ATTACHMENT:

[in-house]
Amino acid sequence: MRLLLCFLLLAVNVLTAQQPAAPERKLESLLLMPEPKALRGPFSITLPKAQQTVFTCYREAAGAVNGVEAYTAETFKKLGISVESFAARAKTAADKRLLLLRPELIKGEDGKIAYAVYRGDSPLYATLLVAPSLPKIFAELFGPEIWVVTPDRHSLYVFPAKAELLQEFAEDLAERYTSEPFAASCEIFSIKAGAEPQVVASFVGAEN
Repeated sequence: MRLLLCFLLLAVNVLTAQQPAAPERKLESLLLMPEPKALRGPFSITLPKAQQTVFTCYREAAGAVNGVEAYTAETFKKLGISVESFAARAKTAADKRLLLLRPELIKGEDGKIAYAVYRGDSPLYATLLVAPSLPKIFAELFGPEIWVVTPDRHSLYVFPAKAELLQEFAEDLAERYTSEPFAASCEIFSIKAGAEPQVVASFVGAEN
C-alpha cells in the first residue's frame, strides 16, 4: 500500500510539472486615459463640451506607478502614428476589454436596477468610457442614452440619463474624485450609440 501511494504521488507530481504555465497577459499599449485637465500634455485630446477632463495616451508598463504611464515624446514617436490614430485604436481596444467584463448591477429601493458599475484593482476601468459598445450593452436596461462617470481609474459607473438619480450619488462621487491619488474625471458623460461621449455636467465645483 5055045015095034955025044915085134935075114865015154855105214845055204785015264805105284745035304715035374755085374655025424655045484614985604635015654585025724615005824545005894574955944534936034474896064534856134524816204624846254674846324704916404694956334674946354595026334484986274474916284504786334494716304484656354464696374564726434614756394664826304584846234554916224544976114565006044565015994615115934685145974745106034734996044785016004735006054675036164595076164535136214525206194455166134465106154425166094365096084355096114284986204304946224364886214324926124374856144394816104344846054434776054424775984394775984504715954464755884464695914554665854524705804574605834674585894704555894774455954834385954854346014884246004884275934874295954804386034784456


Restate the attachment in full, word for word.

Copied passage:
[in-house]
Amino acid sequence: MRLLLCFLLLAVNVLTAQQPAAPERKLESLLLMPEPKALRGPFSITLPKAQQTVFTCYREAAGAVNGVEAYTAETFKKLGISVESFAARAKTAADKRLLLLRPELIKGEDGKIAYAVYRGDSPLYATLLVAPSLPKIFAELFGPEIWVVTPDRHSLYVFPAKAELLQEFAEDLAERYTSEPFAASCEIFSIKAGAEPQVVASFVGAEN
Repeated sequence: MRLLLCFLLLAVNVLTAQQPAAPERKLESLLLMPEPKALRGPFSITLPKAQQTVFTCYREAAGAVNGVEAYTAETFKKLGISVESFAARAKTAADKRLLLLRPELIKGEDGKIAYAVYRGDSPLYATLLVAPSLPKIFAELFGPEIWVVTPDRHSLYVFPAKAELLQEFAEDLAERYTSEPFAASCEIFSIKAGAEPQVVASFVGAEN
C-alpha cells in the first residue's frame, strides 16, 4: 500500500510539472486615459463640451506607478502614428476589454436596477468610457442614452440619463474624485450609440 501511494504521488507530481504555465497577459499599449485637465500634455485630446477632463495616451508598463504611464515624446514617436490614430485604436481596444467584463448591477429601493458599475484593482476601468459598445450593452436596461462617470481609474459607473438619480450619488462621487491619488474625471458623460461621449455636467465645483 5055045015095034955025044915085134935075114865015154855105214845055204785015264805105284745035304715035374755085374655025424655045484614985604635015654585025724615005824545005894574955944534936034474896064534856134524816204624846254674846324704916404694956334674946354595026334484986274474916284504786334494716304484656354464696374564726434614756394664826304584846234554916224544976114565006044565015994615115934685145974745106034734996044785016004735006054675036164595076164535136214525206194455166134465106154425166094365096084355096114284986204304946224364886214324926124374856144394816104344846054434776054424775984394775984504715954464755884464695914554665854524705804574605834674585894704555894774455954834385954854346014884246004884275934874295954804386034784456